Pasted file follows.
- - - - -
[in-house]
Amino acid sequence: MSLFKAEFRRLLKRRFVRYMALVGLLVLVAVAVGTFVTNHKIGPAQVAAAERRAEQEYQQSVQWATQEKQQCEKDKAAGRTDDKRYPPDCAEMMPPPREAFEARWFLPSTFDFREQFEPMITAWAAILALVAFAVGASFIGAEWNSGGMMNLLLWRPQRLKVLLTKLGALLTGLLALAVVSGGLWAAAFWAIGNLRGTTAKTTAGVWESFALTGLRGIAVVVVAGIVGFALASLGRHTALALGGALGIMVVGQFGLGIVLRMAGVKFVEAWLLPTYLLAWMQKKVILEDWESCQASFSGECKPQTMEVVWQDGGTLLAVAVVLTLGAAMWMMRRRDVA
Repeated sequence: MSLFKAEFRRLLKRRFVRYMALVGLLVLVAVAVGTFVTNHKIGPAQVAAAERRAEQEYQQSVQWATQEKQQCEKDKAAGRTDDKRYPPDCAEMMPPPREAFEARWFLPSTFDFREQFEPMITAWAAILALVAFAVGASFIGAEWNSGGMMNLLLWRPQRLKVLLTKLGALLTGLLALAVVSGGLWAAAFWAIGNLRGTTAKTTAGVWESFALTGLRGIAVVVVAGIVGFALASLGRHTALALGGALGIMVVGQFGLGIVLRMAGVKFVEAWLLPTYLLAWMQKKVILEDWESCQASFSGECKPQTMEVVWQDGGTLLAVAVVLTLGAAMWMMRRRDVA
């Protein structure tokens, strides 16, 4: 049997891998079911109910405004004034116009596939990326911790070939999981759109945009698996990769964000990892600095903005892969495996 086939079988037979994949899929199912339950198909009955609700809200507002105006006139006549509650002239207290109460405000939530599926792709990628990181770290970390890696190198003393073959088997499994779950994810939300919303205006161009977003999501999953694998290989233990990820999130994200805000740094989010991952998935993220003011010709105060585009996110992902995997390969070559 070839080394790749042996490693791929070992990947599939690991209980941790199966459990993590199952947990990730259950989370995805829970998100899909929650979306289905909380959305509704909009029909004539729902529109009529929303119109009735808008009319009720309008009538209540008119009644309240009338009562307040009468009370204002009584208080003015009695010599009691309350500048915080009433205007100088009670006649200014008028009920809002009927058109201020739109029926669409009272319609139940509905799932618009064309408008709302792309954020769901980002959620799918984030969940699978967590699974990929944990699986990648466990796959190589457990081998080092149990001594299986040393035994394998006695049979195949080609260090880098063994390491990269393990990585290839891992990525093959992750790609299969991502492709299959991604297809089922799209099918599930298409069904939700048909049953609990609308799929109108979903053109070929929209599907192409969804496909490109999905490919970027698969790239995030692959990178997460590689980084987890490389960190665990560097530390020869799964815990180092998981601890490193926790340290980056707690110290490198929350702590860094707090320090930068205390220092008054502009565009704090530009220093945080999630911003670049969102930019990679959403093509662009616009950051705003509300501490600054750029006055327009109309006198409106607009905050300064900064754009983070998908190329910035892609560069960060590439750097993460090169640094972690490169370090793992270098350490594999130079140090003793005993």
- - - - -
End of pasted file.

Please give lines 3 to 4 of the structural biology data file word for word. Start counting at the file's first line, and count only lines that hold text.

Repeated sequence: MSLFKAEFRRLLKRRFVRYMALVGLLVLVAVAVGTFVTNHKIGPAQVAAAERRAEQEYQQSVQWATQEKQQCEKDKAAGRTDDKRYPPDCAEMMPPPREAFEARWFLPSTFDFREQFEPMITAWAAILALVAFAVGASFIGAEWNSGGMMNLLLWRPQRLKVLLTKLGALLTGLLALAVVSGGLWAAAFWAIGNLRGTTAKTTAGVWESFALTGLRGIAVVVVAGIVGFALASLGRHTALALGGALGIMVVGQFGLGIVLRMAGVKFVEAWLLPTYLLAWMQKKVILEDWESCQASFSGECKPQTMEVVWQDGGTLLAVAVVLTLGAAMWMMRRRDVA
């Protein structure tokens, strides 16, 4: 049997891998079911109910405004004034116009596939990326911790070939999981759109945009698996990769964000990892600095903005892969495996 086939079988037979994949899929199912339950198909009955609700809200507002105006006139006549509650002239207290109460405000939530599926792709990628990181770290970390890696190198003393073959088997499994779950994810939300919303205006161009977003999501999953694998290989233990990820999130994200805000740094989010991952998935993220003011010709105060585009996110992902995997390969070559 070839080394790749042996490693791929070992990947599939690991209980941790199966459990993590199952947990990730259950989370995805829970998100899909929650979306289905909380959305509704909009029909004539729902529109009529929303119109009735808008009319009720309008009538209540008119009644309240009338009562307040009468009370204002009584208080003015009695010599009691309350500048915080009433205007100088009670006649200014008028009920809002009927058109201020739109029926669409009272319609139940509905799932618009064309408008709302792309954020769901980002959620799918984030969940699978967590699974990929944990699986990648466990796959190589457990081998080092149990001594299986040393035994394998006695049979195949080609260090880098063994390491990269393990990585290839891992990525093959992750790609299969991502492709299959991604297809089922799209099918599930298409069904939700048909049953609990609308799929109108979903053109070929929209599907192409969804496909490109999905490919970027698969790239995030692959990178997460590689980084987890490389960190665990560097530390020869799964815990180092998981601890490193926790340290980056707690110290490198929350702590860094707090320090930068205390220092008054502009565009704090530009220093945080999630911003670049969102930019990679959403093509662009616009950051705003509300501490600054750029006055327009109309006198409106607009905050300064900064754009983070998908190329910035892609560069960060590439750097993460090169640094972690490169370090793992270098350490594999130079140090003793005993």